The Battle of France began in May 1940, with the Wehrmacht launching an invasion of Belgium, the Netherlands and France; by 20th May, German forces had reached the English Channel and on 28th May, the Belgian Army surrendered. The prospect that much of the Channel coast would soon be occupied made the prospect of a German invasion of the British Isles alarmingly real. Fears of an invasion rapidly began to grow, spurred on by reports in both the press and from official government bodies of a fifth column operating in Britain which would aid an invasion by German airborne forces. The government soon found itself under increasing pressure to allow the population to take up arms to defend themselves against an invasion. Calls for some form of home defence force soon began to be heard from the press and from private individuals as the government began to intern German and Austrian citizens in the country. Press baron Lord Kemsley privately proposed to the War Office that rifle clubs be formed to form the nucleus of a home defence force,and Josiah Wedgwood, a Labour MP, wrote to the Prime Minister asking that the entire adult population be trained in the use of arms and given weapons to defend themselves. Similar calls appeared in newspaper columns; in the 12th May issue of the Sunday Express a Brigadier called on the government to issue free arms licenses and permits to buy ammunition to men possessing small arms, and on the same day the Sunday Pictorial asked if the government had considered training golfers in rifle shooting to eliminate stray parachutists.
These calls alarmed government and senior military officials, who worried about the prospect of the population forming private defence forces that the Army would not be able to control, and in mid-May the Home Office issued a press release on the matter; it was the task of the army to deal with enemy parachutists, as any civilians who carried weapons and fired on German troops were likely to be executed if captured. Private defence forces soon began to be formed throughout the country, placing the government in an awkward position; these private forces, which the army might not be able to control, could well impede the army during an enemy invasion, yet to ignore the calls for a home defence force to be set up would be foolish.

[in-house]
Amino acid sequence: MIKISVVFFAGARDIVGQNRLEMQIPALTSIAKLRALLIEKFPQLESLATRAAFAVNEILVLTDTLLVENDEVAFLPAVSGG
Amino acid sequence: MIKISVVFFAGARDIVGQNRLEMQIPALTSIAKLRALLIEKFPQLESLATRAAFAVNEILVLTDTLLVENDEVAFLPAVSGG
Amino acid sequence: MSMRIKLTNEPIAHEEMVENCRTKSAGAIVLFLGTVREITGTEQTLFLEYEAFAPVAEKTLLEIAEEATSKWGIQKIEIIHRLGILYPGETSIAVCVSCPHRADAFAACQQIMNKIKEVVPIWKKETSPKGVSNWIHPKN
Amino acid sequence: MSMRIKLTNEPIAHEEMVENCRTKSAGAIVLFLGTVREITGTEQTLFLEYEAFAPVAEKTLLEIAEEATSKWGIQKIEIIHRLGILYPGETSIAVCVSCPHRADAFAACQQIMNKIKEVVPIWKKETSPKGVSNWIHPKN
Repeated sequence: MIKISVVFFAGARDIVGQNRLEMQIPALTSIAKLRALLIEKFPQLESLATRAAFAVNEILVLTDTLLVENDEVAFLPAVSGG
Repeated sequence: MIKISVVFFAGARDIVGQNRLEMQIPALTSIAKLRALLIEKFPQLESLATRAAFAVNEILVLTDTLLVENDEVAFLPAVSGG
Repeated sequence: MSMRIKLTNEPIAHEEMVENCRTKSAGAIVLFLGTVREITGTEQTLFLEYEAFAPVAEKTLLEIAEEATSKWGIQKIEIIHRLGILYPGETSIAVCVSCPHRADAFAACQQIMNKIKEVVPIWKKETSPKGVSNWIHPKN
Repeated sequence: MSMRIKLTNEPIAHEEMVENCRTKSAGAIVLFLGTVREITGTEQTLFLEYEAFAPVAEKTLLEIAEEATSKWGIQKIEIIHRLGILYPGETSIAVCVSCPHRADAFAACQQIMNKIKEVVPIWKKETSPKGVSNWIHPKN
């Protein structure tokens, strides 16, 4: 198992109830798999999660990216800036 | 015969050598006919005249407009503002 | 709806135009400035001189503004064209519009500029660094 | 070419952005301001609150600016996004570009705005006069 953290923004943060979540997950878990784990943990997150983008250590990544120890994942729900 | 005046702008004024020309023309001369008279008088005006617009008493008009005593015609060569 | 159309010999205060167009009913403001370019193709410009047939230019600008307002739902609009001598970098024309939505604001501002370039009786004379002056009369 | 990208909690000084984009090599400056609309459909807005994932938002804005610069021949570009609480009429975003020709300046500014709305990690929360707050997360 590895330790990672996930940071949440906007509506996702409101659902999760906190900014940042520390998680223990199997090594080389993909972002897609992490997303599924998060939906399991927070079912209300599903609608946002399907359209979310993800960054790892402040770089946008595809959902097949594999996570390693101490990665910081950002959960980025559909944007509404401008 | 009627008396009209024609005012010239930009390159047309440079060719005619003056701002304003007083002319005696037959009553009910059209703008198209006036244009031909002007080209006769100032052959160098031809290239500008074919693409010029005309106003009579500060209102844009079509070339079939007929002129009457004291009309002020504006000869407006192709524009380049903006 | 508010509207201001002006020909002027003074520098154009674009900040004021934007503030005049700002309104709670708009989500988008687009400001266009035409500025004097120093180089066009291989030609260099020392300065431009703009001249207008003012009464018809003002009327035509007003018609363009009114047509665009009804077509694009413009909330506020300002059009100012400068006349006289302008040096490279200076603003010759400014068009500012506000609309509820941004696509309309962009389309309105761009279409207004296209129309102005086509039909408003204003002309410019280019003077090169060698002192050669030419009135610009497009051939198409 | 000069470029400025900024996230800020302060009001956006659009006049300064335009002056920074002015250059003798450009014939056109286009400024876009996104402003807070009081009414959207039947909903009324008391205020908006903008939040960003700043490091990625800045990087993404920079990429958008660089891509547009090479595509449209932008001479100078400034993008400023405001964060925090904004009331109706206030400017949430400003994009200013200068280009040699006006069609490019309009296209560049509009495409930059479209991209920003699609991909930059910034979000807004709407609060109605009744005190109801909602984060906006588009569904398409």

Government and senior military officials rapidly compared plans, and by 13th May had worked out an improvised plan for a home defence force, to be called the Local Defence Volunteers, but the rush to complete a plan and announce it to the public had led to a number of administrative and logistical problems. These included how the volunteers in the new force would be armed, which would cause problems as the force evolved. However, on the evening of 14th May 1940 the Secretary of State for War, Anthony Eden, gave a radio broadcast announcing the formation of the Local Defence Volunteers and called for volunteers to join the force.
In the radio announcement, Eden called on men between the ages of 17 and 65 in Britain, who were not in military service but wished to defend their country against an invasion, to enroll in the LDV at their local police station.The announcement was met with a great deal of enthusiasm on the part of the population, with 250,000 volunteers attempting to sign up in the first seven days; by July this number increased to 1.5 million.
To be added...